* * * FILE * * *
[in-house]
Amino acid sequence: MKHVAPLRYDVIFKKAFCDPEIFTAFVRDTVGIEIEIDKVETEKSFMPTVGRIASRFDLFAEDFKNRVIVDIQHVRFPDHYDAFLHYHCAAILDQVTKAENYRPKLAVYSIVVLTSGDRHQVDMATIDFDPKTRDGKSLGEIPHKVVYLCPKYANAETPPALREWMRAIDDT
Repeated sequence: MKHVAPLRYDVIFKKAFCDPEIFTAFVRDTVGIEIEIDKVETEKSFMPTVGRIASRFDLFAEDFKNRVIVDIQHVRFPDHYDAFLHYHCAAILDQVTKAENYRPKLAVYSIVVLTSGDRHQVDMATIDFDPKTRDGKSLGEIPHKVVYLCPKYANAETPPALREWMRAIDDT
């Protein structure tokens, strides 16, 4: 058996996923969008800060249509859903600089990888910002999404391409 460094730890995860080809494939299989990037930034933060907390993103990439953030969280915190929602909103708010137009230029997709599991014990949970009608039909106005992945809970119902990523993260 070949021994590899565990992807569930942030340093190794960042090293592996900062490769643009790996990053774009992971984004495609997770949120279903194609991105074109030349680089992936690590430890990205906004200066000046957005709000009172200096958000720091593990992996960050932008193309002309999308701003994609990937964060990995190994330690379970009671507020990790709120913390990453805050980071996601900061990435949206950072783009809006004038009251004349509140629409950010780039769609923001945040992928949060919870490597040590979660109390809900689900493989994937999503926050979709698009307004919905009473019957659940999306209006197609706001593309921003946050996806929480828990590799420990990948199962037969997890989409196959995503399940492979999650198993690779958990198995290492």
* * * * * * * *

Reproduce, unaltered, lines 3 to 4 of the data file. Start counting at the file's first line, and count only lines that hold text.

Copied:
Repeated sequence: MKHVAPLRYDVIFKKAFCDPEIFTAFVRDTVGIEIEIDKVETEKSFMPTVGRIASRFDLFAEDFKNRVIVDIQHVRFPDHYDAFLHYHCAAILDQVTKAENYRPKLAVYSIVVLTSGDRHQVDMATIDFDPKTRDGKSLGEIPHKVVYLCPKYANAETPPALREWMRAIDDT
């Protein structure tokens, strides 16, 4: 058996996923969008800060249509859903600089990888910002999404391409 460094730890995860080809494939299989990037930034933060907390993103990439953030969280915190929602909103708010137009230029997709599991014990949970009608039909106005992945809970119902990523993260 070949021994590899565990992807569930942030340093190794960042090293592996900062490769643009790996990053774009992971984004495609997770949120279903194609991105074109030349680089992936690590430890990205906004200066000046957005709000009172200096958000720091593990992996960050932008193309002309999308701003994609990937964060990995190994330690379970009671507020990790709120913390990453805050980071996601900061990435949206950072783009809006004038009251004349509140629409950010780039769609923001945040992928949060919870490597040590979660109390809900689900493989994937999503926050979709698009307004919905009473019957659940999306209006197609706001593309921003946050996806929480828990590799420990990948199962037969997890989409196959995503399940492979999650198993690779958990198995290492």